Project STAR and Need for Clean benefits homeless Golden High Schoolers

Initiatives that focus on teens launched earlier this year

Posted 12/2/19
Underprivileged teens often get overlooked. “The teens kind of get lost in the shuffle,” said Jo Schantz of Golden. “That really struck our heart strings.” Thus, Project STAR came to be, …

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Project STAR and Need for Clean benefits homeless Golden High Schoolers

Initiatives that focus on teens launched earlier this year

Posted

Underprivileged teens often get overlooked.

“The teens kind of get lost in the shuffle,” said Jo Schantz of Golden. “That really struck our heart strings.”

Thus, Project STAR came to be, serving homeless and unaccompanied teens at Golden High School. The project is the brainchild of Schantz, Joy Bauman, Katie Schmalzel and Kelsey Johnson. It got its start as a conceptual project that the adult women, who call themselves the Green Team, came up with as a graduation requirement for Leadership Golden's 2018/2019 class.

But the group didn't want the project to be just a concept, Schantz said. “We wanted to see this come to life.”

What Project STAR does is collect donations from the community to provide the homeless and unaccompanied teens at Golden High School with the basic necessities they don't have access to. Donations can run the gamut — gift cards to purchase fast food, clothing and school supplies; passes to the Golden Community Center to get access to showers; vouchers to get haircuts or for use at laundromats and even entertainment venues.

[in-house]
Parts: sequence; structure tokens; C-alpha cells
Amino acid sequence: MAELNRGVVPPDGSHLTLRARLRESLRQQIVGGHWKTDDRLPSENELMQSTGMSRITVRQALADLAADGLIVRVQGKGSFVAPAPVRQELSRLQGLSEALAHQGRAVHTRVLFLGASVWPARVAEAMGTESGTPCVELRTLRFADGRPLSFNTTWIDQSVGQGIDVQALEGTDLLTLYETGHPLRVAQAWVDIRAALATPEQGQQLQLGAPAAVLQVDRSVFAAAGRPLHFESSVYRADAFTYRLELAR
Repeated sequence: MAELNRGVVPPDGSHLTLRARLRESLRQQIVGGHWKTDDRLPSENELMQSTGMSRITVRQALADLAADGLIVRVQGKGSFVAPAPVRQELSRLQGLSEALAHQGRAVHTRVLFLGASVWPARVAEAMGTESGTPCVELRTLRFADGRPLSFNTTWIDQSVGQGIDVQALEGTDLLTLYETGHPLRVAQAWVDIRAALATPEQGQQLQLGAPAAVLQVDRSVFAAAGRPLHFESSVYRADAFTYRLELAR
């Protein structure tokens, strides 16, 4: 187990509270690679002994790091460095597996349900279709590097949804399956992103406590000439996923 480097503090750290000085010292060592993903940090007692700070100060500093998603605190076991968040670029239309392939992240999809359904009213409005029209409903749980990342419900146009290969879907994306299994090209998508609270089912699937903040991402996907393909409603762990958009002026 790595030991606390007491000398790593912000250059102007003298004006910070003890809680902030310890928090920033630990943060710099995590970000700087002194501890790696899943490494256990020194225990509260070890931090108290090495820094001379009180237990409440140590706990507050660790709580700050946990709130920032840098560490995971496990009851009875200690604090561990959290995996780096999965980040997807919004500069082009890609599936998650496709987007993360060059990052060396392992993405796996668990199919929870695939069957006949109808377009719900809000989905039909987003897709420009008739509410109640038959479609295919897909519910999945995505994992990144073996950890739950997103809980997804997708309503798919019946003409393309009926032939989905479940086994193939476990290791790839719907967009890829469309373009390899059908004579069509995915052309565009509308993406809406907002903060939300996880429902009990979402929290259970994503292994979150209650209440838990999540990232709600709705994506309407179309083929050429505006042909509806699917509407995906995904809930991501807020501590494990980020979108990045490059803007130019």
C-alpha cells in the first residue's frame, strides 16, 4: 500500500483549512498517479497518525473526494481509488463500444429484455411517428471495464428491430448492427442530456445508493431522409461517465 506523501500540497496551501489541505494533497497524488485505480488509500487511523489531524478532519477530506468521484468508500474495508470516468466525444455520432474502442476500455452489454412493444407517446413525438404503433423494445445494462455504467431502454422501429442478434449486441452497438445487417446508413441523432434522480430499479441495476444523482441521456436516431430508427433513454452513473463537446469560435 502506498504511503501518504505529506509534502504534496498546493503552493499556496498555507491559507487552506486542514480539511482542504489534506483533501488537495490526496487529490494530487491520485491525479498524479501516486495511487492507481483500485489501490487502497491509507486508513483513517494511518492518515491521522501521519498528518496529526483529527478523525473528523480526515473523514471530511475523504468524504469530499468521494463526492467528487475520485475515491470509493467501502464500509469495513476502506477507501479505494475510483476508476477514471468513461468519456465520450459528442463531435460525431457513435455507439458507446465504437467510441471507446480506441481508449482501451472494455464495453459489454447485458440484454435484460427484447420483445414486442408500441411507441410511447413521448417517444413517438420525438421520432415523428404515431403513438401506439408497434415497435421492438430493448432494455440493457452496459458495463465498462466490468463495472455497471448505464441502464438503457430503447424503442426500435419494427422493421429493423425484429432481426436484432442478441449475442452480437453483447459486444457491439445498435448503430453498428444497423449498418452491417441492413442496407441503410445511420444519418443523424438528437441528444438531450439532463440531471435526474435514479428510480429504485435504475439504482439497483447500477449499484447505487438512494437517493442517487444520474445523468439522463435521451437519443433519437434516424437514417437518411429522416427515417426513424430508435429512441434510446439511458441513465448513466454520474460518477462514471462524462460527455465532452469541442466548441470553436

“Being a teenager is hard enough as it is,” Bauman said, adding non-the-less being hungry or worrying about where you will sleep at night. “It's commendable that they're staying in school. I'd like to do whatever I can to help them stay in school.”

Along the way of getting Project STAR launched, the Green Team got connected with Julie Dalrymple, 15, a sophomore at Golden High who had recently launched her own homeless assistance project, Need for Clean.

Students were assigned to come up with a passion project in Milo Carpenter's ninth-grade honors English class, Dalrymple said. It was Carpenter who “pushed me to take a little idea and turn it into something big,” Dalrymple said.

Need for Clean collects toiletries — travel sized shampoo and soaps, deodorant, feminine hygiene products, etc. — and some clothing, such as socks, and provides them to students in need at Golden High School.

“It seemed like a good pairing,” Bauman said of the partnership that has now formed between Need for Clean and Project STAR.

Both Need for Clean and Project STAR provides the students in need with their necessities confidentially by working with Golden High School councilor Wendy Wyckoff.

“Making it discreet is essential,” Dalrymple said. “Teens don't want their friends to think less of them because of their situation.”

There are 42 identified homeless or unaccompanied teens at Golden High School, Schantz said, adding the school councilors believe there may be many more.

“People might not recognize (homelessness) is an issue in our community,” Schantz said. But now that the word has spread, the response to Need for Clean and Project STAR has been phenomenal, she added. “People in our community have big hearts.”

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